Edited by Elizabeth Baigent and Ben Cowell
This volume reassesses the life and work of Octavia Hill, housing reformer, open space campaigner, co-founder of the National Trust, founder of the Army Cadet Force, and the first woman to be invited to sit on a royal commission. In her lifetime, if not a household name, she was widely regarded as an authority on a broad range of acknowledged social problems, particularly housing and poverty.
Yet despite her early pre-eminence, subsequent attempts by family members to keep her memory alive, and the remarkable success of the institutions which she helped to found, Hill fell from public favour in the twentieth century. The fourteen chapters in this book will help to provide a more nuanced portrait of Hill and her work in a broader context of social change, reflecting recent scholarship on nineteenth-century society in general, and on philanthropy and preservation, and women's role in them, in particular.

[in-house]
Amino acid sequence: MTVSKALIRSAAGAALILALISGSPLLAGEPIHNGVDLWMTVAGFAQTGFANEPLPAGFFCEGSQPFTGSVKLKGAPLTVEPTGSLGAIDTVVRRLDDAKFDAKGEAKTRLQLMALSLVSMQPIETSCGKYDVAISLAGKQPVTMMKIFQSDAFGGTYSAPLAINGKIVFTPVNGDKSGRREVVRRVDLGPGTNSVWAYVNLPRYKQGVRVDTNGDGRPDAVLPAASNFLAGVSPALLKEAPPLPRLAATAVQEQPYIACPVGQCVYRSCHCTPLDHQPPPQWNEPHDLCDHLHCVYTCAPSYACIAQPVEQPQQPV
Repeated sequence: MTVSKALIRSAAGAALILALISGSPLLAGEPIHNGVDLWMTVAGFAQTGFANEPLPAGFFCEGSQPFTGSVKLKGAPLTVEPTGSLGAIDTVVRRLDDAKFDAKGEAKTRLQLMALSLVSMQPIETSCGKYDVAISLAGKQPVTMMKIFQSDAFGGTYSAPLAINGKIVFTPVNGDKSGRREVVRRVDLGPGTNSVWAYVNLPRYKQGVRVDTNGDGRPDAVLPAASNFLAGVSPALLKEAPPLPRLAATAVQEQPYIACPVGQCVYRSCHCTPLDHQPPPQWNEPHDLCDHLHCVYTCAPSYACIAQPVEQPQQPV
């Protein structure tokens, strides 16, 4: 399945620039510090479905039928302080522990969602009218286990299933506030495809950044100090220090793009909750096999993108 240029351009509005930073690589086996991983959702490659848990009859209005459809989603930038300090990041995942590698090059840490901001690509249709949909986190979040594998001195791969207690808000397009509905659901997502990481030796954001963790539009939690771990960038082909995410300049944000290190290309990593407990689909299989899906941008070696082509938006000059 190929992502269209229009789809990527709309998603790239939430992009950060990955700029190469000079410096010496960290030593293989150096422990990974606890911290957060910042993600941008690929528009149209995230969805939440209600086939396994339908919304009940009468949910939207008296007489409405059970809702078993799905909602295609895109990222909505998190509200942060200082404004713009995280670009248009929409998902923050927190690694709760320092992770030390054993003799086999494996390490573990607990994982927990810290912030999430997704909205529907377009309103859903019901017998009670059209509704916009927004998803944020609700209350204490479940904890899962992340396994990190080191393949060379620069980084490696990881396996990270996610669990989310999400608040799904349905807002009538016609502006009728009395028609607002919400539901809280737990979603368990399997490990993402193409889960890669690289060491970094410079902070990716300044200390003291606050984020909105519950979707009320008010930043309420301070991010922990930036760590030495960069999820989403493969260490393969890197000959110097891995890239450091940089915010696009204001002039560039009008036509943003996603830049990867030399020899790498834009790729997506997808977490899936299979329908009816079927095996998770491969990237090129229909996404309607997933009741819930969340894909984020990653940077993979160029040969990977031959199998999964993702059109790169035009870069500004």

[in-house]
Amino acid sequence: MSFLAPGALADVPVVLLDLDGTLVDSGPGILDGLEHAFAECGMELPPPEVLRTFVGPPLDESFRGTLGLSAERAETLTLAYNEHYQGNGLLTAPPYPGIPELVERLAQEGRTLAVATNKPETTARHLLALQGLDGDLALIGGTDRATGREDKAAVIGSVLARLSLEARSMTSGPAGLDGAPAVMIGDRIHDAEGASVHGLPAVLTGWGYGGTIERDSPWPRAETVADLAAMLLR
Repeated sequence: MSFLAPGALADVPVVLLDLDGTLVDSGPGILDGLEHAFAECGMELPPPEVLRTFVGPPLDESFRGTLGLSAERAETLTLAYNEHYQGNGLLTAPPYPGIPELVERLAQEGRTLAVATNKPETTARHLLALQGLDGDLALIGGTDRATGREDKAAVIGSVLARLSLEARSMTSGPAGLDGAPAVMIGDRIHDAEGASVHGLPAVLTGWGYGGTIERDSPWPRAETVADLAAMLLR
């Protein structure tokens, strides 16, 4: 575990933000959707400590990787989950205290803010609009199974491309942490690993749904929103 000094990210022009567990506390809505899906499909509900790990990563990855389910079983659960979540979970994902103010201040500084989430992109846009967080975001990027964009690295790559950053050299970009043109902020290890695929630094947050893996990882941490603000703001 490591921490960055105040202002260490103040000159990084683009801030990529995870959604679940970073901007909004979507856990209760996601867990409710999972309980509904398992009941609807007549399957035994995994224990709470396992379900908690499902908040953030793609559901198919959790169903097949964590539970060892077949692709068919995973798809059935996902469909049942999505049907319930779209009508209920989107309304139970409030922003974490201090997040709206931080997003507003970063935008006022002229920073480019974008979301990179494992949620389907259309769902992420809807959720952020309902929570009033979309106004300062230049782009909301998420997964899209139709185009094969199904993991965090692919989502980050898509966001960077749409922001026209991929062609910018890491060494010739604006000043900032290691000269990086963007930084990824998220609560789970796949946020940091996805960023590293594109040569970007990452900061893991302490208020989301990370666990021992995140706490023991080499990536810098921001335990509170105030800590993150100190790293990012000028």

Published in 2017 as part of the IHR Conference Series
Individual chapters are available Open Access via JSTOR Open Access Books